Skip to main content

Verified by Psychology Today

Lisa Ferentz LCSW-C, DAPA

Challenges of The Digital Age and Parenting

The attachment crisis of 2018.

Grinvalds/DepositPhotos
Source: Grinvalds/DepositPhotos

I originally wrote about this issue almost four years ago, and I'm saddened to report that the disconnect that happens as a byproduct of digital technology is worse than ever. Maybe I’m overly tuned in to it, but whenever I travel or hang out in public places there's a pervasive and painful dynamic of parents ignoring their kids because they're preoccupied with texting, reading their e-mails, or making phone calls. The attachment and attention that should be paid seems to be diverted to a digital gadget instead. Our cell phones, in particular, have become our lifelines, and iPads are electronic babysitters. Although they add convenience, I'm truly worried about the impact this has on a distracted parent's ability to consistently and appropriately engage in secure attachment with their child.

One powerful byproduct is kids are acting out more. I see this as a creative and desperate attempt to get their parents to connect and re-engage—and it makes sense! When you're competing with everything from online shopping to the Youtube video of the week, you need to up the ante to feel seen and heard. However, this creates a vicious cycle when parents get triggered by their kids' reactive behaviors and respond with either fight, flight or freeze, rather than the social engagement and affect regulation their child is needing. Many trauma studies point to a correlation between the intense triggering parents experience when their children cry and the conditioned trauma response of shutting down or fighting back with aggression.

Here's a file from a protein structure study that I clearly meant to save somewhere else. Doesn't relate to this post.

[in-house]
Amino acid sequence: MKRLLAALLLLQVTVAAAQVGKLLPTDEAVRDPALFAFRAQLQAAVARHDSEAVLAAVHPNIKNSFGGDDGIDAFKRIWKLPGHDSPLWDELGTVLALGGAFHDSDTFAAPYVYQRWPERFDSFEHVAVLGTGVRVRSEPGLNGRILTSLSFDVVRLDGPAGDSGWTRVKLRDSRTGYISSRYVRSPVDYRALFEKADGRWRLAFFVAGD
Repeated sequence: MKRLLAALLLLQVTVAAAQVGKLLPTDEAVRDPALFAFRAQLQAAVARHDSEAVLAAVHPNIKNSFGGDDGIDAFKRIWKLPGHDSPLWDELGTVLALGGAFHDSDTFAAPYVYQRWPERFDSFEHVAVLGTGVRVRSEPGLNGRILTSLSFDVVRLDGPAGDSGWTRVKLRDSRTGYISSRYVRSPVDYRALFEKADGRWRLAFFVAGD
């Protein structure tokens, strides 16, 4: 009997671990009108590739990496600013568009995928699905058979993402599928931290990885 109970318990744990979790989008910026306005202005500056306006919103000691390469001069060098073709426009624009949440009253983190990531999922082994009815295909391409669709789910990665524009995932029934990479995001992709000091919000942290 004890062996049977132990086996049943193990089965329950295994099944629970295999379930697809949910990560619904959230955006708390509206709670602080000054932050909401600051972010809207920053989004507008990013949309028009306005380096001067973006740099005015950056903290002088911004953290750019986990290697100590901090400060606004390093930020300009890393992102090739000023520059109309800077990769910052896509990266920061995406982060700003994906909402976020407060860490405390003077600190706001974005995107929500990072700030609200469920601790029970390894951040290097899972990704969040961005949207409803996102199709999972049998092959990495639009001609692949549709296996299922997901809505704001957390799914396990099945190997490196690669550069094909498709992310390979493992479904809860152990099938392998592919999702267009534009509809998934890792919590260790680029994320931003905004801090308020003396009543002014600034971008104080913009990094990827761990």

• Parents in a fight response become angry, frustrated and verbally or physically aggressive. The anger can escalate because they have been pulled away from their phones or games.
  • Parents in a flight or freeze state can use digital technology to increase dissociation and avoidance, causing their child to either act out more or shut down and dissociate too.

As I watch mothers who talk or text while they breastfeed and fathers who turn away to read their e-mails despite the fact that their kids are pulling on them for attention, I believe I am witnessing the ‘attachment crisis” of our times. Too many parents are modeling and encouraging the use of digital technology as a primary resource for affect regulation and connection by giving their kids electronic gadgets and cell phones at younger and younger ages. The end results include dissociation, discomfort with face to face interactions, and even digital addiction and withdrawal when parents attempt to limit their usage.

I realize this sounds like the Flintstone era to young parents and young clinicians out there. But trust me when I tell you that when I started raising my three sons back in the late 80’s not having all the current technology was a true blessing. We connected, stayed engaged longer, nurtured original and authentic creativity in our kids, slept better, felt less overwhelmed, had fewer car accidents, made more eye contact, had more play dates and quieter rest times. I'm convinced that being able to use their hands, minds, crayons, costumes, and Legos in childhood are the real reasons why they are so incredibly creative, smart, and socially connected today. Call me Wilma Flintstone, but I wish young families today had the opportunity to experience the simplicity of that. And as clinicians, we should pay close attention to parent-child attachments and the ways in which technology compromises it. If you can, urge the parents you work with to "power down" often and to keep digital technology out of young hands. If they do, they might discover something truly amazing—the joy of just "being with" their wonderful kids!

advertisement